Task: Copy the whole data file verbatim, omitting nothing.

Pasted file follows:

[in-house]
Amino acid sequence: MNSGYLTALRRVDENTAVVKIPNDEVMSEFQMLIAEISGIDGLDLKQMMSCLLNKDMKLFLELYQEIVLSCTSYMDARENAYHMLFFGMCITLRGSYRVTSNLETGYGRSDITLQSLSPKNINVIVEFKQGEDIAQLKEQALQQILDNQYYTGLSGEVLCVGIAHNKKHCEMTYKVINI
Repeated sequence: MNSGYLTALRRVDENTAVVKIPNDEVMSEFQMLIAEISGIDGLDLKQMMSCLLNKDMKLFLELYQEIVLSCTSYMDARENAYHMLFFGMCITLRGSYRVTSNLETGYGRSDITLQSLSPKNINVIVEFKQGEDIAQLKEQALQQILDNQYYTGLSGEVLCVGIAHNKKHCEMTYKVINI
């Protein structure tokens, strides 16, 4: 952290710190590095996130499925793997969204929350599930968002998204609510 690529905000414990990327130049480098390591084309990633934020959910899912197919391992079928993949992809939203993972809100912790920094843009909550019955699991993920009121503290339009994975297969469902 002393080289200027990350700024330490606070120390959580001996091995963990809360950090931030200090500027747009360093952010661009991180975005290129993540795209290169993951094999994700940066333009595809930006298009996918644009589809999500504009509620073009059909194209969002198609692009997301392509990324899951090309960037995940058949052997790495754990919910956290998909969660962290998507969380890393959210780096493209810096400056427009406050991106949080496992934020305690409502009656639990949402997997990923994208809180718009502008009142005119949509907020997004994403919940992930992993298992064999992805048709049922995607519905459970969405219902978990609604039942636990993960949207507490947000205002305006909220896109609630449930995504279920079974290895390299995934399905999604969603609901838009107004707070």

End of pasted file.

[in-house]
Amino acid sequence: MNSGYLTALRRVDENTAVVKIPNDEVMSEFQMLIAEISGIDGLDLKQMMSCLLNKDMKLFLELYQEIVLSCTSYMDARENAYHMLFFGMCITLRGSYRVTSNLETGYGRSDITLQSLSPKNINVIVEFKQGEDIAQLKEQALQQILDNQYYTGLSGEVLCVGIAHNKKHCEMTYKVINI
Repeated sequence: MNSGYLTALRRVDENTAVVKIPNDEVMSEFQMLIAEISGIDGLDLKQMMSCLLNKDMKLFLELYQEIVLSCTSYMDARENAYHMLFFGMCITLRGSYRVTSNLETGYGRSDITLQSLSPKNINVIVEFKQGEDIAQLKEQALQQILDNQYYTGLSGEVLCVGIAHNKKHCEMTYKVINI
């Protein structure tokens, strides 16, 4: 952290710190590095996130499925793997969204929350599930968002998204609510 690529905000414990990327130049480098390591084309990633934020959910899912197919391992079928993949992809939203993972809100912790920094843009909550019955699991993920009121503290339009994975297969469902 002393080289200027990350700024330490606070120390959580001996091995963990809360950090931030200090500027747009360093952010661009991180975005290129993540795209290169993951094999994700940066333009595809930006298009996918644009589809999500504009509620073009059909194209969002198609692009997301392509990324899951090309960037995940058949052997790495754990919910956290998909969660962290998507969380890393959210780096493209810096400056427009406050991106949080496992934020305690409502009656639990949402997997990923994208809180718009502008009142005119949509907020997004994403919940992930992993298992064999992805048709049922995607519905459970969405219902978990609604039942636990993960949207507490947000205002305006909220896109609630449930995504279920079974290895390299995934399905999604969603609901838009107004707070």